Facebook Twitter



Welfare reform once was a trademark issue for President Clinton, but he let it lapse. Now he's in a political duel to reclaim his standing on a topic Sen. Bob Dole says he and the Republicans will handle, and better.

The president and his top GOP rival matched proposals, along with some pre-campaign sniping, in separate appearances before the National Governors Association on Monday.And while Clinton said Dole's welfare ideas, due for Senate debate at the end of the week, offered hope for bipartisan accord, neither budged on basic differences. The president described the issue as a wedge, and so it is.

While the governors are more concerned about the high cost of Medicaid and the coming GOP cuts in that program, they know the welfare debate commands more widespread attention. Gov. Mike Leavitt of Utah, chairman of the Republican governors, called it a symbol of the debate between conservatives and liberals.

Regardless of party, governors invariably argue for flexibility to run their own programs with fewer federal rules and intrusions. On welfare, though, the Democrats generally favor national guidelines that would keep social safety nets in place and prevent states from simply slashing their programs and using the money elsewhere.

Dole, R-Kan., urged the Republican model, freer rein for the states with Washington sending them block grants, with almost no strings, to run their own welfare programs. Clinton offered states more leeway with swift, virtually automatic waivers from federal rules when they seek steps such as work requirements and welfare time limits.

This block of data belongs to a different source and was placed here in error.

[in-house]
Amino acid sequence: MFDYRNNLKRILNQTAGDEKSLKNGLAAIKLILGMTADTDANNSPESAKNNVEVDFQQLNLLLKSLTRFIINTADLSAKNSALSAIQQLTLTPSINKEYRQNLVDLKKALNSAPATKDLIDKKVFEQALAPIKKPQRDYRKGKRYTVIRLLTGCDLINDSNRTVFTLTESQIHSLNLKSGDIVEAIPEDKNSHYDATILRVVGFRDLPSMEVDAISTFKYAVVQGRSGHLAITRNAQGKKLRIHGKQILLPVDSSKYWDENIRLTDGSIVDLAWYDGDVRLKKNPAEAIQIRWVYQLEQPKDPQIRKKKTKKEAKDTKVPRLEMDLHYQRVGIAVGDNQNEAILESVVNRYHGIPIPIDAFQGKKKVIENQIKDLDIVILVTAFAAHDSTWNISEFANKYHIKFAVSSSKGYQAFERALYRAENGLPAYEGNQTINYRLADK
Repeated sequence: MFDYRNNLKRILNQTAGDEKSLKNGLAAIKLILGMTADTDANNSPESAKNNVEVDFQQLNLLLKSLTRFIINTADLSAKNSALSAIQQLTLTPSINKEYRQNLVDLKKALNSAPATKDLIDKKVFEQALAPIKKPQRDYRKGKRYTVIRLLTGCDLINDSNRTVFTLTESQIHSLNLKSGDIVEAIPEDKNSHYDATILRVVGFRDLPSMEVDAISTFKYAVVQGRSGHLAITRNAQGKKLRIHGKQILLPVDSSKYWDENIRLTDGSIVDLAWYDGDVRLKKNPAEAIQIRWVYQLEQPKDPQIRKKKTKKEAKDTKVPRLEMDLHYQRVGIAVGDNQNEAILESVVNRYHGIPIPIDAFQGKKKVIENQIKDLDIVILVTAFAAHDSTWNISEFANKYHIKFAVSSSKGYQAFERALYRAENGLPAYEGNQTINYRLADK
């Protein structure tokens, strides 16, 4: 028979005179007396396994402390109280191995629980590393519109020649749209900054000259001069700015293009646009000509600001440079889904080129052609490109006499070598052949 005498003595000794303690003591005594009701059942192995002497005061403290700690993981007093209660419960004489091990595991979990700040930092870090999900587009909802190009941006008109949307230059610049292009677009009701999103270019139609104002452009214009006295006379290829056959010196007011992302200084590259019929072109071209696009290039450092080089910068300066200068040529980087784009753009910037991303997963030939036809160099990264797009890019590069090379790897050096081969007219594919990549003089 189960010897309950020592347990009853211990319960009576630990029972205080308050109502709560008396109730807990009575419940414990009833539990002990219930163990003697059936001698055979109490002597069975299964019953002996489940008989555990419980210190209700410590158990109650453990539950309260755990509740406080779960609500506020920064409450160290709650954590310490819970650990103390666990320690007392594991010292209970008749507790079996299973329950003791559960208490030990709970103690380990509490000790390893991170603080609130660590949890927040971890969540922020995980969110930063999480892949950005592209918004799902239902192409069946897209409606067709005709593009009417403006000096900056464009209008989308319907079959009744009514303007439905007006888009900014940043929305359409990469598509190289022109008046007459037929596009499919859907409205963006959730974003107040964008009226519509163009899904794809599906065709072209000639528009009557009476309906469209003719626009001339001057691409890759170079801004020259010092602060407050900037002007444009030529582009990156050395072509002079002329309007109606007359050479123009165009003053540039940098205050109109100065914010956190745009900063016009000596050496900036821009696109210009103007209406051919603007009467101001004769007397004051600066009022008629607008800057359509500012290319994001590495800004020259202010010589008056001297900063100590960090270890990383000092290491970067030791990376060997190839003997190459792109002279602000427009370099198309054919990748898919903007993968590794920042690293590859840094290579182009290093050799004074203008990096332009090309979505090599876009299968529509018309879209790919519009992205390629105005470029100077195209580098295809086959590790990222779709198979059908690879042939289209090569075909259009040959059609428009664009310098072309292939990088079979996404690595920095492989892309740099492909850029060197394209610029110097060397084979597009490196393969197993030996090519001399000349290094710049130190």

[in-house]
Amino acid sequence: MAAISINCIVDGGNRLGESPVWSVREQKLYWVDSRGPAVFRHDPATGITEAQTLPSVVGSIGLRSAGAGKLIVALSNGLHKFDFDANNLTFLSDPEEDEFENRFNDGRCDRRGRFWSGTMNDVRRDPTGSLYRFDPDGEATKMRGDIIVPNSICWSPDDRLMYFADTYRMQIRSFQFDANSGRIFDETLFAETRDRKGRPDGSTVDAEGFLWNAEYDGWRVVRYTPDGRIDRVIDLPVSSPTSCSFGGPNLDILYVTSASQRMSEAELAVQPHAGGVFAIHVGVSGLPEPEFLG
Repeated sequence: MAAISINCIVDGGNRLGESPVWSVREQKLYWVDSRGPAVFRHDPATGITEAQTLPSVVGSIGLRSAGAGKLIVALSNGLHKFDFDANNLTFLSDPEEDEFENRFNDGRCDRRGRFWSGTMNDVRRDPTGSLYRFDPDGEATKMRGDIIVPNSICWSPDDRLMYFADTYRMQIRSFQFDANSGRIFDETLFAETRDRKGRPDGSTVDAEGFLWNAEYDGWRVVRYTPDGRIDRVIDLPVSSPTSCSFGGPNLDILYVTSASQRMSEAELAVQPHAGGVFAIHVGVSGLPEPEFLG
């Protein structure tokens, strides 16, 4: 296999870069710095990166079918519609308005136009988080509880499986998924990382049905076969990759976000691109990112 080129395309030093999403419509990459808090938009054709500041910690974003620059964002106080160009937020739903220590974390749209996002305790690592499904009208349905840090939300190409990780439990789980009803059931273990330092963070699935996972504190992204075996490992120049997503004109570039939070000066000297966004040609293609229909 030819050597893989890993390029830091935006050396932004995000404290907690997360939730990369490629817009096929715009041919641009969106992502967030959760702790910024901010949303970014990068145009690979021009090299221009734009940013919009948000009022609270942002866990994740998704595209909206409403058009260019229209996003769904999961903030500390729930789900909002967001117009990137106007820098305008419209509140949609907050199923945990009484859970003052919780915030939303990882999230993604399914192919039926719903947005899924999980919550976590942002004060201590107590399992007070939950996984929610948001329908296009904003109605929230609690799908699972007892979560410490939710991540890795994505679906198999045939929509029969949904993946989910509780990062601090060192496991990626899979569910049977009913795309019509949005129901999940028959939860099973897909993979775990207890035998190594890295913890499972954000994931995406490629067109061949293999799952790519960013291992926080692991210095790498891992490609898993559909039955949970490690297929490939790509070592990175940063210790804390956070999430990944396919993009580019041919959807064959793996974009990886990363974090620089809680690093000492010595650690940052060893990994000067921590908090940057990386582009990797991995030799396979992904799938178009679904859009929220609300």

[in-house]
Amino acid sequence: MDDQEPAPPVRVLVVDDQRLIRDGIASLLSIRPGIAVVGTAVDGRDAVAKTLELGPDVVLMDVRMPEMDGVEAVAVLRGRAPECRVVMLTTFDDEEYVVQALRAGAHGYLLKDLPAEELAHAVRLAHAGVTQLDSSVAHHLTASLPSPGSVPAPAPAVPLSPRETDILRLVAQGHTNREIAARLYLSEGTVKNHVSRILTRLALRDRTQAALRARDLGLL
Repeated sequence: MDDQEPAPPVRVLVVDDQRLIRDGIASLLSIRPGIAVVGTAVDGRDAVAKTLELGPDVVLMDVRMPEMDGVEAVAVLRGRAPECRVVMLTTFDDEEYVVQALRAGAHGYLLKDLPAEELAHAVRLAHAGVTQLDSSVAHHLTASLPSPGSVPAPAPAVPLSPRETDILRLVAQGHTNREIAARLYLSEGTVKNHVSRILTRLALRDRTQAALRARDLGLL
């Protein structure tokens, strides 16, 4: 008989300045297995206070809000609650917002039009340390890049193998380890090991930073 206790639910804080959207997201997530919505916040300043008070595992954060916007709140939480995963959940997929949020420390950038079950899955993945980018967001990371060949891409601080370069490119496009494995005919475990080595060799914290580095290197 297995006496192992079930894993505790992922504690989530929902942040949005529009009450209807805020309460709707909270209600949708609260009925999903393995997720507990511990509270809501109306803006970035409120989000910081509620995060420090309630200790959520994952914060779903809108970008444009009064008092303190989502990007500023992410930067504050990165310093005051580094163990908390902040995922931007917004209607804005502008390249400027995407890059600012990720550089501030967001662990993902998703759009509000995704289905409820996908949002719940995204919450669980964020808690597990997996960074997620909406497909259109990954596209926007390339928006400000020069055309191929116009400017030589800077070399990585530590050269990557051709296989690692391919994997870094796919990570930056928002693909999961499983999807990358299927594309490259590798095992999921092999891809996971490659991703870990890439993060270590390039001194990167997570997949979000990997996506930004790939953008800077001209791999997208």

"I am convinced that, almost more than any other issue in American life, this welfare issue sort of stands as a symbol of what divides us," the president told the governors, whose response proved the point.

Dole's plan has broad support among the 30 Republican governors, 11 of whom are publicly backing him for the GOP nomination to challenge Clinton next year. Dole said that on welfare he was speaking as Senate majority leader, not as a 1996 presidential candidate. The lines blur. Indeed, one of his principal rivals, Sen. Phil Gramm of Texas, weighed in from Washington with a denunciation of the Dole plan as token reform to "bail out the old welfare system."

Among the Democratic governors, the consensus favors welfare reform with safety net provisions so states couldn't simply take the money and cut the programs.

Dole told the governors that Clinton had said "giving you control will incite a race to the bottom," and said they ought to find out which states the president believes cannot be trusted.

When Clinton's turn came, he said it again, an odd repetition given his audience. "And I do believe honestly that there is a danger that some states will get involved in a race to the bottom," he said. He said that's not, "as some have implied, because I don't have confidence in you," but because the budget pressure could be irresistible in a future recession.

"I felt insulted at his suggestion that governors couldn't stand the pressure and take care of children," Republican Gov. Jim Edgar of Illinois said. "His attitude is Washington knows what's best."



Decrepit Dole? No way

Bob Dole promises not to use his robust health as an issue against a younger President Clinton in the 1996 presidential campaign.

"My cholesterol is lower than Clinton's, and my weight's lower than Clinton's, and my blood pressure," the 72-year-old Senate majority leader joked to the National Governor's Association on Monday. "I'm not going to make health an issue in 1996, no."

Addressing the same group a few hours later, the president took mock offense at Dole's remark - but didn't dispute his statistics. However, he said he stacks up better than Dole by one health measure.

"My standing pulse rate is much lower than Senator Dole's. But that's really not his fault. I don't have to deal with Phil Gramm every day."